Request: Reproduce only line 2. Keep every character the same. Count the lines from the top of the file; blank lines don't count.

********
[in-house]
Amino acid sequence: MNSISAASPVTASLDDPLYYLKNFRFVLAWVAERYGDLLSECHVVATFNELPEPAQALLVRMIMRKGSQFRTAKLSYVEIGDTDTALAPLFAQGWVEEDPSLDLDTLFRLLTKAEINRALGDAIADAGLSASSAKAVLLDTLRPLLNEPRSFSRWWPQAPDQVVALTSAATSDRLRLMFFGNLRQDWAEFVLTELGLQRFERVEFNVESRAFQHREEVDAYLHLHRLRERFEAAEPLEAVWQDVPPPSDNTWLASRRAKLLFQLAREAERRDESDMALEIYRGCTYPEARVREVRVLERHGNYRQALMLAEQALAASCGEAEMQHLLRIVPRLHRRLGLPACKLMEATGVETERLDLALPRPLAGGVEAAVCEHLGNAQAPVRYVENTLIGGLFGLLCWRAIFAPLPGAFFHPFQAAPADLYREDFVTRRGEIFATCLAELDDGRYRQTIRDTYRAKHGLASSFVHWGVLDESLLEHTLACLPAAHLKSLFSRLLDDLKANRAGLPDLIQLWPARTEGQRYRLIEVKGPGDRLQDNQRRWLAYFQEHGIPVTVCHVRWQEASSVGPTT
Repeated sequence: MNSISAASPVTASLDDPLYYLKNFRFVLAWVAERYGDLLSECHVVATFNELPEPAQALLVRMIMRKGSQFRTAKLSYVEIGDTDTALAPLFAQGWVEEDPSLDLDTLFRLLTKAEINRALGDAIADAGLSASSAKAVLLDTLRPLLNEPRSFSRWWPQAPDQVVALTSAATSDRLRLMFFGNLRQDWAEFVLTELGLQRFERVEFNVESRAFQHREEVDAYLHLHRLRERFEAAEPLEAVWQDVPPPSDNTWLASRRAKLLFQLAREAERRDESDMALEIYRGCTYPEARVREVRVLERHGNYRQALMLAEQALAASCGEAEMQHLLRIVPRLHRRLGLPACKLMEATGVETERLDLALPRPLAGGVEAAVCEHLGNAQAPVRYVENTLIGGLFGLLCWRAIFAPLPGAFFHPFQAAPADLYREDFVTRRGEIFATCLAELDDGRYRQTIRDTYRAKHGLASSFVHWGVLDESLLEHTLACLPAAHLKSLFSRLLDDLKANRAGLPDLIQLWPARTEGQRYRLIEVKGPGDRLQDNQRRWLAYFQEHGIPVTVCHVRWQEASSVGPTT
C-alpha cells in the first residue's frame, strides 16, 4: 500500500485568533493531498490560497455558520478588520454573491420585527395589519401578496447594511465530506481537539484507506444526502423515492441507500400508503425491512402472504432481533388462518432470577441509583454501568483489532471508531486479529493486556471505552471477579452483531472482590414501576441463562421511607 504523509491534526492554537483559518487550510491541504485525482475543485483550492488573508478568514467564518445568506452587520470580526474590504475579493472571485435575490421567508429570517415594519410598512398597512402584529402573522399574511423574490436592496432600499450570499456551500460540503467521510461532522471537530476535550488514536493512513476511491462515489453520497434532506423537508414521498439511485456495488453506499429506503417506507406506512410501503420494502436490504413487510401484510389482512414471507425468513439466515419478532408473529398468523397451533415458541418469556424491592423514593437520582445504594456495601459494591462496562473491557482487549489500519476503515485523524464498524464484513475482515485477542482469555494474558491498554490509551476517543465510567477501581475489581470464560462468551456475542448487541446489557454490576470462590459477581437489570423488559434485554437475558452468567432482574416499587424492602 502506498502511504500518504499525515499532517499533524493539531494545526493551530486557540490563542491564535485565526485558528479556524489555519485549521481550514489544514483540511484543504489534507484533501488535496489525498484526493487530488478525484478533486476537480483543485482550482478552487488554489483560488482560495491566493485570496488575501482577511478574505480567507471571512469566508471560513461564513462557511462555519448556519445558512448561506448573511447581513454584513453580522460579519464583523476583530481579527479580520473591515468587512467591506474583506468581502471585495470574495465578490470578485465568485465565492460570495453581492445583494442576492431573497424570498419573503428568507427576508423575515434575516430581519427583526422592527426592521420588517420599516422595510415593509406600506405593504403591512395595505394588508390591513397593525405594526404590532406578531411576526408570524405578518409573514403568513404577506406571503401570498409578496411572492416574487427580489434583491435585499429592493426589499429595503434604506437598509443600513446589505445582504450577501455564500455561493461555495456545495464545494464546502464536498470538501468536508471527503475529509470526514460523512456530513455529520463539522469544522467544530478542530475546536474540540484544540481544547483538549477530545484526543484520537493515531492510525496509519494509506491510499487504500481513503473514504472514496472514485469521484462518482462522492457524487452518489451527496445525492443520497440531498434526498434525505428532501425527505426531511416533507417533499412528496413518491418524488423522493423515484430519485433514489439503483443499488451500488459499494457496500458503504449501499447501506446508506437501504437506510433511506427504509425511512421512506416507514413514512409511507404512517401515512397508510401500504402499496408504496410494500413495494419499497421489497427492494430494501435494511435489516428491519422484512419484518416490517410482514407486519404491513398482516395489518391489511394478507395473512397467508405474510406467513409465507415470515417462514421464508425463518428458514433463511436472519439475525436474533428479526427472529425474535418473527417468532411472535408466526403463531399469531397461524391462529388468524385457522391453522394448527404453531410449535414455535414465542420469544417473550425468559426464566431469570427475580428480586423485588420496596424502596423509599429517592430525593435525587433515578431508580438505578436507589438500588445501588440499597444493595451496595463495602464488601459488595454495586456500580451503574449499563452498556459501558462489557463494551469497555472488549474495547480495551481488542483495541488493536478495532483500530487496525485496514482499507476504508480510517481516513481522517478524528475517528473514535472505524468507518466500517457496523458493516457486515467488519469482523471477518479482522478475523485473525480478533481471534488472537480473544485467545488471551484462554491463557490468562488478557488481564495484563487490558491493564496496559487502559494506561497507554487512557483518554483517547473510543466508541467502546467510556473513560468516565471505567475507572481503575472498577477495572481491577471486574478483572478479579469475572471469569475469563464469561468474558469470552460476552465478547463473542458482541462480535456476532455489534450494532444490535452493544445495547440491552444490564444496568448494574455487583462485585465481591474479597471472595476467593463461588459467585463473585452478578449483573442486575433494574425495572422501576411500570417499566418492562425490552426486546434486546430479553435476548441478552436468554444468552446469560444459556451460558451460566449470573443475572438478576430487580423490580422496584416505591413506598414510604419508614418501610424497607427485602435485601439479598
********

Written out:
Amino acid sequence: MNSISAASPVTASLDDPLYYLKNFRFVLAWVAERYGDLLSECHVVATFNELPEPAQALLVRMIMRKGSQFRTAKLSYVEIGDTDTALAPLFAQGWVEEDPSLDLDTLFRLLTKAEINRALGDAIADAGLSASSAKAVLLDTLRPLLNEPRSFSRWWPQAPDQVVALTSAATSDRLRLMFFGNLRQDWAEFVLTELGLQRFERVEFNVESRAFQHREEVDAYLHLHRLRERFEAAEPLEAVWQDVPPPSDNTWLASRRAKLLFQLAREAERRDESDMALEIYRGCTYPEARVREVRVLERHGNYRQALMLAEQALAASCGEAEMQHLLRIVPRLHRRLGLPACKLMEATGVETERLDLALPRPLAGGVEAAVCEHLGNAQAPVRYVENTLIGGLFGLLCWRAIFAPLPGAFFHPFQAAPADLYREDFVTRRGEIFATCLAELDDGRYRQTIRDTYRAKHGLASSFVHWGVLDESLLEHTLACLPAAHLKSLFSRLLDDLKANRAGLPDLIQLWPARTEGQRYRLIEVKGPGDRLQDNQRRWLAYFQEHGIPVTVCHVRWQEASSVGPTT